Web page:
This is a real thing that she said to me…in all seriousness. No trace of banter here.


“Don’t hate me for that. Your hair is…”

With that cryptic statement, she walked out.

“What a…”

“Not worth it. Not worth it.”

“I was talking out loud?”

“Yes. Very loud.” Brad’s laughing. “I like your hair.”

“Such an idiot.” This only makes him laugh more.

I knew what my hair looked like today—just your typical bad hair day!

It wasn’t just a bad hair day—it was a nightmarish day in general.


4:45 p.m.

“First Church. May I help you?” And please don’t make it an emergency, Lord.

“Natalie? You okay?”

“Allan! Yes. Why?”

“Your voice sounded strained.”

“It’s been a long day…”


“You too?”

“Yes. The best I could do is get them to agree to a one month trial. Wanda’s on the Personnel Committee.”

“I know.”

“Please let Mark and Tav know.”

“Will do, Allan.”

“Say hi to Allan for me.” Tav calls out. I hadn’t realized that he was in my office running some copies in the corner of the room. This man is a ninja.

“Allan, Tav says hi.”


“Why do I have to convey your message to Allan?” I ask while hanging up the phone.

“Because you’re my slave.”

“In your dreams.”

“In my dreams, you’re much more.” He gets this look on his face when he says ridiculous things and this is one of those moments.

“And that’s the only place anything will happen.”

“Such a kidder.”

He’s so confident about himself.

“I hate church politics.” I needed to change the subject quickly.

“What happened?”

So I’m already irritated about all this behind the scenes maneuvering, just about to tell him so, and back into my office rushes Faith in tears.

“Is Pastor Tavish here?” she’s sobbing, wiping the tears coursing down her well-blushed cheeks.

I didn’t have to answer the question as Tav was already there…standing right there. I think she saw him in the corner of the room, but wanted to make a dramatic entrance.

“Oh, Pastor Tavish,” Faith choked…and I gagged, “I’m so sorry to bother you. It’s just that I was hired to be in charge of the music…and Pastor Mark’s away…”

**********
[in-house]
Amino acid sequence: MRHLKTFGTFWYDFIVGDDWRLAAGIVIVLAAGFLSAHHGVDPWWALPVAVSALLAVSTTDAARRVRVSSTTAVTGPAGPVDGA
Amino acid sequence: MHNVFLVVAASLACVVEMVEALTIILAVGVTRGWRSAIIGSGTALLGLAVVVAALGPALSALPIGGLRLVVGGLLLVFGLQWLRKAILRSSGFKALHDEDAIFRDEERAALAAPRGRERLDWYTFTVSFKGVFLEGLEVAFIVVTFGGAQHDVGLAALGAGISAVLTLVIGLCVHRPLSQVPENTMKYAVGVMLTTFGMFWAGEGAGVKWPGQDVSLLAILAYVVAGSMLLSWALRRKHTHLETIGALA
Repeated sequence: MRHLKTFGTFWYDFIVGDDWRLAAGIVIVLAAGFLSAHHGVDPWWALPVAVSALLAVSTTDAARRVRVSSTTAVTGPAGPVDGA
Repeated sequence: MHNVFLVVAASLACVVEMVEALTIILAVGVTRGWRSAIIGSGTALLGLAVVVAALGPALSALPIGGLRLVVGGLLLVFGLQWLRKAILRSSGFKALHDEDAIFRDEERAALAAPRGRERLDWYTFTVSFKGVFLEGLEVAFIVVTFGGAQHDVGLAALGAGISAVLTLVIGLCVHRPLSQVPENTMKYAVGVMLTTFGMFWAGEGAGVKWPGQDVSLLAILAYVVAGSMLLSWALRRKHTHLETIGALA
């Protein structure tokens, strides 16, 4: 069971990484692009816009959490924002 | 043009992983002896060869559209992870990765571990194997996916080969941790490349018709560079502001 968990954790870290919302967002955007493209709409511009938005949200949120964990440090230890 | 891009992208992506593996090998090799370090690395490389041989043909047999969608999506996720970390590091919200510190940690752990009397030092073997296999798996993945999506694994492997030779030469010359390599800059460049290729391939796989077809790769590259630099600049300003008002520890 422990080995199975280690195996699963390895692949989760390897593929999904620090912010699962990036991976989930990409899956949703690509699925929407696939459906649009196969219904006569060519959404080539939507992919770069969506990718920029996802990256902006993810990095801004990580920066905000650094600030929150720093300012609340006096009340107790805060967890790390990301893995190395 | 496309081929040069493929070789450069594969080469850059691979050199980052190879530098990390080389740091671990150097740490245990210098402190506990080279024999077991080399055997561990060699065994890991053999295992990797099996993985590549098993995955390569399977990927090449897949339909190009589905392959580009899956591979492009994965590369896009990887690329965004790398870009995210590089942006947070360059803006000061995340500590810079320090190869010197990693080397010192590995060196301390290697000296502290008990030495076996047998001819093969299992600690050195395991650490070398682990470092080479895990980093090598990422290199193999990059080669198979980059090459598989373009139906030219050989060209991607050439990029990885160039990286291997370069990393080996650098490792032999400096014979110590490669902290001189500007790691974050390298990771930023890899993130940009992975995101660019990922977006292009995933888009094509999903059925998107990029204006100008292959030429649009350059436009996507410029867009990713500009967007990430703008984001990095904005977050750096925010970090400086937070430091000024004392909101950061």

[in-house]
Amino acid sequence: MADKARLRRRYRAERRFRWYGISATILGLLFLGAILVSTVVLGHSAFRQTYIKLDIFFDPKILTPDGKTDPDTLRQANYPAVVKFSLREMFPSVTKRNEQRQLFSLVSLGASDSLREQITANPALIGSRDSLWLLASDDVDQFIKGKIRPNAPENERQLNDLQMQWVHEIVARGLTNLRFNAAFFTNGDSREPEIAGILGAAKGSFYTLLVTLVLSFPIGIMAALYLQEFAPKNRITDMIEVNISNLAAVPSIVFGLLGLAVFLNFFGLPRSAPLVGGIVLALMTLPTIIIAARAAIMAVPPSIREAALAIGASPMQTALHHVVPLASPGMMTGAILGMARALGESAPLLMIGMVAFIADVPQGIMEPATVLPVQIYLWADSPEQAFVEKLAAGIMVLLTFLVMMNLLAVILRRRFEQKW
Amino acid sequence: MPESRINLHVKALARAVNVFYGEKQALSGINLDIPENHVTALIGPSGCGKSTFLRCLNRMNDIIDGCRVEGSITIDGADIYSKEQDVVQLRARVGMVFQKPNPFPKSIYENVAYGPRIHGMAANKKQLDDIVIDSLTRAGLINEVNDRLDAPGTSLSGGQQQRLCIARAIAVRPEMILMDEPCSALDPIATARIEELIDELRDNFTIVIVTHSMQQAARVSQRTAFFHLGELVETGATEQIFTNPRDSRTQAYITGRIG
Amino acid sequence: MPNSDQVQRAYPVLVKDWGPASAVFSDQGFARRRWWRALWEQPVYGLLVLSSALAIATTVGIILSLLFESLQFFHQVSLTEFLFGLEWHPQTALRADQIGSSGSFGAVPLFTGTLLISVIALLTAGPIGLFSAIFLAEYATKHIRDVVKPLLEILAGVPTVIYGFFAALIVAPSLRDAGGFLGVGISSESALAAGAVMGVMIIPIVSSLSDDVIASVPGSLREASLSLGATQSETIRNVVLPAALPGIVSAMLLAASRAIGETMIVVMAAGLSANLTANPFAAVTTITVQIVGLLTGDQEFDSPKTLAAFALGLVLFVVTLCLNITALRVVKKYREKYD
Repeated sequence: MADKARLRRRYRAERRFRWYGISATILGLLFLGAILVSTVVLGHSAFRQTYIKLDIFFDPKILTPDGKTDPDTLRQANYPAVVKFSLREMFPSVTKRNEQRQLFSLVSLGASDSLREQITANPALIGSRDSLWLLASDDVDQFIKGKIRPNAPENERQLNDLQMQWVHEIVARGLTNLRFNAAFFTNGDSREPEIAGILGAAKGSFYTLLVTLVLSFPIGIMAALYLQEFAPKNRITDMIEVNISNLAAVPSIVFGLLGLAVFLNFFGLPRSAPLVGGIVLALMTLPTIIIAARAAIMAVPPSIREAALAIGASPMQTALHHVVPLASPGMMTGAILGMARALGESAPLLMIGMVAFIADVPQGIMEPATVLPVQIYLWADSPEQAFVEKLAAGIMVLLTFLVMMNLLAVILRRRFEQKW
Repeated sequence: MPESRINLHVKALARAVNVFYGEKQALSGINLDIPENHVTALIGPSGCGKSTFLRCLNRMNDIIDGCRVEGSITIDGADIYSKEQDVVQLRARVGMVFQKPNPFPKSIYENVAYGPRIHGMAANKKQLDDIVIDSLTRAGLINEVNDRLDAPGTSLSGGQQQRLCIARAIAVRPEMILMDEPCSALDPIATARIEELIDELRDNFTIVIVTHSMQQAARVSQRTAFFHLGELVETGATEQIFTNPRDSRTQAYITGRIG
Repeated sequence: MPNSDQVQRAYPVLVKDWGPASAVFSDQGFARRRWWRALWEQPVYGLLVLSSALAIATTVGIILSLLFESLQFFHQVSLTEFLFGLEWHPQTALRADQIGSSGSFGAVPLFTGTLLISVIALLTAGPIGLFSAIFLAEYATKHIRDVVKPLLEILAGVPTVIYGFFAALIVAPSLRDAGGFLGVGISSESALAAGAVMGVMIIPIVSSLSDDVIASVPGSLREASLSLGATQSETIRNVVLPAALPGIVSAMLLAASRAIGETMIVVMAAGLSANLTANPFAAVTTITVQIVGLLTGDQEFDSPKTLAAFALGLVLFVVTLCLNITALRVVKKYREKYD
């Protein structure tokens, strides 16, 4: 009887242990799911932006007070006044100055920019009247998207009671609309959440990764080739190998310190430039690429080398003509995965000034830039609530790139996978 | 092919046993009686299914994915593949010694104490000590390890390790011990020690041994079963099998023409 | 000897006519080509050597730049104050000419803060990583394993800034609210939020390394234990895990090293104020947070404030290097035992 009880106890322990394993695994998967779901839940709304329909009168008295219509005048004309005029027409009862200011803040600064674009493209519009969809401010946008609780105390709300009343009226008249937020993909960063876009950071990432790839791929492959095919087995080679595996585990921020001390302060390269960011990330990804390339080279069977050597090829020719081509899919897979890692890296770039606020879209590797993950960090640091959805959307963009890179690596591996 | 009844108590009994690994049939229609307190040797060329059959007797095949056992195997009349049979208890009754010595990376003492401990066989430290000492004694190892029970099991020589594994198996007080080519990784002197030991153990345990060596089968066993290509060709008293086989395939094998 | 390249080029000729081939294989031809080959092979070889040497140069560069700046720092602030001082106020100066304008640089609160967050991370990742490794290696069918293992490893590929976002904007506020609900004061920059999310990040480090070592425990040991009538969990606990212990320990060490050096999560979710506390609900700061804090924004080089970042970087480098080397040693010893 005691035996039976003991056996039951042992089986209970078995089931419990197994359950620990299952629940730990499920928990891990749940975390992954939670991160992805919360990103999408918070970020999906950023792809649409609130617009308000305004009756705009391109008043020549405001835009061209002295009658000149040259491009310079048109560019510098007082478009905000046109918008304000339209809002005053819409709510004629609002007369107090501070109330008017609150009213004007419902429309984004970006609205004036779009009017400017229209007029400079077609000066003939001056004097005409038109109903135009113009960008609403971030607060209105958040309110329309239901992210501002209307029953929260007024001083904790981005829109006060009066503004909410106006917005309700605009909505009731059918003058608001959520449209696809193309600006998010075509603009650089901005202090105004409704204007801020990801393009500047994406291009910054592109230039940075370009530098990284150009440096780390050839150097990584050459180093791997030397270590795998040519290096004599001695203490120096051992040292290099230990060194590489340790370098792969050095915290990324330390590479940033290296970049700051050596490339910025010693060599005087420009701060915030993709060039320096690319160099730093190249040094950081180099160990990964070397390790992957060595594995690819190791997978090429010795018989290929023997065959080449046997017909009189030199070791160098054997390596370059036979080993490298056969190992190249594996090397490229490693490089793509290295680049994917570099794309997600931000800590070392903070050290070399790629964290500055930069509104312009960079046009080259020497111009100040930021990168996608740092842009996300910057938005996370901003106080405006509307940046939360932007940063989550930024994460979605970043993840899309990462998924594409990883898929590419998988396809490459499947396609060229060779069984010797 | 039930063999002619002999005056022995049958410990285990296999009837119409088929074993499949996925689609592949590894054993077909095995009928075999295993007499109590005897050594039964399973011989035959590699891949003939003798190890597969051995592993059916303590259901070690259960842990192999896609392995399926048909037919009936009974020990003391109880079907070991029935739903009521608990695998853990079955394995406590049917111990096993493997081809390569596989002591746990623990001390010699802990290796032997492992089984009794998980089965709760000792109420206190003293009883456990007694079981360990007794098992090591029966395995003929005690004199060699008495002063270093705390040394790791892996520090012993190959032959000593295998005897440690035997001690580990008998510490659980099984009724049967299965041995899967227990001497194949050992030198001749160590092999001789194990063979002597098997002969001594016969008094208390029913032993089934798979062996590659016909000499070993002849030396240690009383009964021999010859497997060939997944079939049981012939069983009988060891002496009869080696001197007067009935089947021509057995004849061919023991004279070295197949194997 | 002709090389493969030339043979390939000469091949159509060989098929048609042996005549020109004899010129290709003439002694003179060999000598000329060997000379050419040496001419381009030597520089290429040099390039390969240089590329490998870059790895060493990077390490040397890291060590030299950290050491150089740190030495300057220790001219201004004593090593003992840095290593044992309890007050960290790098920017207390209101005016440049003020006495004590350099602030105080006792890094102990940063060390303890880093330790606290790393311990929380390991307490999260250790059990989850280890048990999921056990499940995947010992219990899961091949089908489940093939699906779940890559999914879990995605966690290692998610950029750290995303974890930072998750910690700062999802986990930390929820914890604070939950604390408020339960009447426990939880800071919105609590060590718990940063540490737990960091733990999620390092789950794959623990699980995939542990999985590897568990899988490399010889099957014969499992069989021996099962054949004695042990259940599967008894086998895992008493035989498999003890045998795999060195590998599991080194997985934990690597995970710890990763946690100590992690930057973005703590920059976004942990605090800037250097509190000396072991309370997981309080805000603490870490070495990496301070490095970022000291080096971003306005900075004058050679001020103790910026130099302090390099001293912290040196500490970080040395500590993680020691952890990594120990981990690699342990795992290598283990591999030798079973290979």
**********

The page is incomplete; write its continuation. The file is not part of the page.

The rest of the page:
I wish she’d just decide to either call him Tav or Pastor Tavish. One or the other. Choose, woman.

Okay, I’m being petty.

“…for just one month,” I cut in, since I hadn’t been included in the conversation.

Faith gave me the nobody-asked-you look.

“…and I’ve already picked the music. But Wanda called me and said that Allan wasn’t happy…he didn’t want me…” She paused to mop off some more tears from her face.

Why didn’t her mascara run? Two tears and I looked like I had been out in an Indian monsoon—mascara streaks down my face like this year’s favorite Halloween mask.

“That’s not true. I just spoke to Allan, he said you’ve been given a one-month…”

“Are you calling me a liar?”

Yes. But I don’t know how to say it out…LOUD! I do need my job.

“And it’s Allan, not Wanda who…”

“What am I to do?” Faith swayed like she was going to faint, and then leaned in as Tav stretched out his arms to steady her.

Ignore the church secretary or whatever I am. I’m not here.

“Faith, don’t worry.” Why is Tav talking to her gently? I’m not liking the gentle tones. Isn’t he already seeing someone somewhere? “Why don’t you just go ahead with the music as planned? I’m sure we can work things out when Mark comes back from the pastors’ retreat.”

“Oh Tav, do you really mean that?” Faith asks in adoring tones. Eeew!